Yep, I've been doing it this way for 20 years with absolutely no issues. Makes restringing difficult? C'mon, how hard can it be? Set the tuning peg so that the hole goes parallel to the neck, insert the string on the far side and pull as much of the string through without using force. I end up with approx one turn around the peg. No tuning issues and no problem changing strings.
 

Flyin' Brian

Member
Messages
30,306
Yep, I've been doing it this way for 20 years with absolutely no issues. Makes restringing difficult? C'mon, how hard can it be? Set the tuning peg so that the hole goes parallel to the neck, insert the string on the far side and pull as much of the string through without using force. I end up with approx one turn around the peg. No tuning issues and no problem changing strings.
I think the difficulty people are talking about is getting the strings off when restringing.
 
Messages
8,093
Most have their own silly rituals with restringing and their religious fervor in defense of it. I have always installed plain (unwound) strings with the above illustrated locking method and am familiar with unstringing to the point where it is not a problem for me. I employ it because the string absolutely, positively will not slip, and it results in minimal winds around the post.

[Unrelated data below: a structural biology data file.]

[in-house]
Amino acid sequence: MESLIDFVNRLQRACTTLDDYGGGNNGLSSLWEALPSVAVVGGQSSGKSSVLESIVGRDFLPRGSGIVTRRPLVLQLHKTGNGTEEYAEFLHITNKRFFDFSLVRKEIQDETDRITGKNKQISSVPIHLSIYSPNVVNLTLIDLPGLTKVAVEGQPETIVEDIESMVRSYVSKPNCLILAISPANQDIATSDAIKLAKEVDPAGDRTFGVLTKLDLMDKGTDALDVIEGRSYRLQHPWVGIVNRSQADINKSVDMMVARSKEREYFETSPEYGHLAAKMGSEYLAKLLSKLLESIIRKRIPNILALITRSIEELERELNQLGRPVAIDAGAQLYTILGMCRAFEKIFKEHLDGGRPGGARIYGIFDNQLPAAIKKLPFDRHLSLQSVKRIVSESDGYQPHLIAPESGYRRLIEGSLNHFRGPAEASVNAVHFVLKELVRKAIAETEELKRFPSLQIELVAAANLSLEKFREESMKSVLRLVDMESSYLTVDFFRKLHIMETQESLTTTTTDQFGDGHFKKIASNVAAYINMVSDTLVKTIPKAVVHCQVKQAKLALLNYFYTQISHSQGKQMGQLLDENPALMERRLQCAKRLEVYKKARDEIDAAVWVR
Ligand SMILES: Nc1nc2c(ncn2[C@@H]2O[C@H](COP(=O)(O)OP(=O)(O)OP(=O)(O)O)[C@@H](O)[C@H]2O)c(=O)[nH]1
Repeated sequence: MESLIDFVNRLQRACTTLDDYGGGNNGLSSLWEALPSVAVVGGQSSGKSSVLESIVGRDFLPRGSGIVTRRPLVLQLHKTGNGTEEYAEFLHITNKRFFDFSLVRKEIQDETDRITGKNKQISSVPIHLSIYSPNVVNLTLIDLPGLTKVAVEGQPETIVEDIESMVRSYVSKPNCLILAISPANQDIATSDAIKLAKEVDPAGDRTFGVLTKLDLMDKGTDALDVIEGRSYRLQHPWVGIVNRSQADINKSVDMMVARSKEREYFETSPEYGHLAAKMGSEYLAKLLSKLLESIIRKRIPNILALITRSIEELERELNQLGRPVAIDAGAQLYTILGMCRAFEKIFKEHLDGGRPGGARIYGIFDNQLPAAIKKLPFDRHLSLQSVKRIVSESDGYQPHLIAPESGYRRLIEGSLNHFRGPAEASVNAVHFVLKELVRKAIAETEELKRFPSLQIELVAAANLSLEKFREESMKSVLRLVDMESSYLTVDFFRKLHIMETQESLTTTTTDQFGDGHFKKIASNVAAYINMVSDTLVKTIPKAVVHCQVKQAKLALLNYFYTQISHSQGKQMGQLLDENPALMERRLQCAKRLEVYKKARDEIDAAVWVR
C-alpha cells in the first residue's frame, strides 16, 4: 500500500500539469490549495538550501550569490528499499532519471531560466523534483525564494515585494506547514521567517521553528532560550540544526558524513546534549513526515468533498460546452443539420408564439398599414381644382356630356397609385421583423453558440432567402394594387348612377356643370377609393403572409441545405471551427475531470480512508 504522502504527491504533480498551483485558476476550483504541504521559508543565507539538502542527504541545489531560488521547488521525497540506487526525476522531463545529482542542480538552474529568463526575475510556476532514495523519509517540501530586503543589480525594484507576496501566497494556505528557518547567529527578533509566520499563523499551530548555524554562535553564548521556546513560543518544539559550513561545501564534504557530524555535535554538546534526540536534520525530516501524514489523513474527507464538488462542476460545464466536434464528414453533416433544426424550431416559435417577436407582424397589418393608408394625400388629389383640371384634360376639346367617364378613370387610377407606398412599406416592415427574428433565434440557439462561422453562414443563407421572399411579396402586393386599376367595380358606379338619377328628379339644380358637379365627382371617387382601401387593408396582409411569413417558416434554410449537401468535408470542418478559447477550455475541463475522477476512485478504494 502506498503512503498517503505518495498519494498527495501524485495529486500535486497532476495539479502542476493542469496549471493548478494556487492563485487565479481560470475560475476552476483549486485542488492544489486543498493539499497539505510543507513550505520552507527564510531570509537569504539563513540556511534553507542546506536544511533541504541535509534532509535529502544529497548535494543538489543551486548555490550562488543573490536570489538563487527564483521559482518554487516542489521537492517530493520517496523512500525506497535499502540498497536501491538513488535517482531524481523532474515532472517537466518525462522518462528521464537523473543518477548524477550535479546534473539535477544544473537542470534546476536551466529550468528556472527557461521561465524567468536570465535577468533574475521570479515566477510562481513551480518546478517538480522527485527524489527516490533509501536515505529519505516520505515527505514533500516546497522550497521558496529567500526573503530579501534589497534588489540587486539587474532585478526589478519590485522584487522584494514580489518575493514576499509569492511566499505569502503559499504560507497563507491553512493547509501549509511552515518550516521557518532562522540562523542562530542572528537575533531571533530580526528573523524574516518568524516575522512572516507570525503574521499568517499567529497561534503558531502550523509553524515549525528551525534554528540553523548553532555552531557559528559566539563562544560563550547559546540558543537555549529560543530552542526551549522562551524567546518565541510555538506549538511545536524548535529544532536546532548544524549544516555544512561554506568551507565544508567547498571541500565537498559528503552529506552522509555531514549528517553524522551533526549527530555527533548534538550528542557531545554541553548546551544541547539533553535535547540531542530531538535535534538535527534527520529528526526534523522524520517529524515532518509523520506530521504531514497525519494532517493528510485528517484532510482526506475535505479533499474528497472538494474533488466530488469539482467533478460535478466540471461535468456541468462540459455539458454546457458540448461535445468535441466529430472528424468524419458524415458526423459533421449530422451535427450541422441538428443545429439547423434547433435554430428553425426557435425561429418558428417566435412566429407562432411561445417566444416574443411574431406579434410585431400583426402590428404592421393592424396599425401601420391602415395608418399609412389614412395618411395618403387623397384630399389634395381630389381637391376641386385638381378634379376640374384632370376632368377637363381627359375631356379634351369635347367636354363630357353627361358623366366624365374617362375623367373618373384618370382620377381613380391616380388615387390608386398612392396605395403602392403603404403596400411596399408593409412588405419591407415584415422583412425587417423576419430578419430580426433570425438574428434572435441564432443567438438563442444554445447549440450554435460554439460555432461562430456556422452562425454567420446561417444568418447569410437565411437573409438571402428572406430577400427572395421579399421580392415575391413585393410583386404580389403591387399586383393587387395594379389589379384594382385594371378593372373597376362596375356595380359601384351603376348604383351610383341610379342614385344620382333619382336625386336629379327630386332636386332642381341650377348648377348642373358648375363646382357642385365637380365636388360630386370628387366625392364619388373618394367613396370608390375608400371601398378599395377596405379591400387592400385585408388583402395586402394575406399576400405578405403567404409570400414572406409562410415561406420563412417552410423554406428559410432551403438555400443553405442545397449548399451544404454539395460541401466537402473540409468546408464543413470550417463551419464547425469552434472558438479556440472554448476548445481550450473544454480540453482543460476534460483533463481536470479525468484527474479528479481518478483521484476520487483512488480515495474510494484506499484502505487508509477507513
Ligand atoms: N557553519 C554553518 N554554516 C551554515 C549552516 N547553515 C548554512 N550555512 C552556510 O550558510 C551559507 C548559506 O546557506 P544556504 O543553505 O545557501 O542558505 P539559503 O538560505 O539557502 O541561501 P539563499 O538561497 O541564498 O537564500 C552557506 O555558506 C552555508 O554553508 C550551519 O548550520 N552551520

As a "professional restringer" (thirty years gtr tech), the one I hate is when someone has put the string through the hole twice!!! It's as if they are worried a thief will break into their house and steal the strings off the gtr. Practicianers of this method should be shot! Twice!!
 

poolshark

Silver Supporting Member
Messages
3,244
I really don't get the 'locking' string fetish most people have. It's a pain (for me) to do and undo, and it introduces a lot of extra string coils to stretch out; plus, it still doesn't solve a poorly cut nut, which is the source of most tuning issues. Upon restringing, I pull the string straight through the tuner, then crank 'til it's in tune. Stretch, repeat, stretch, repeat, done. Because the rest of my guitar (read: THE NUT) functions as it should, I have no tuning issues.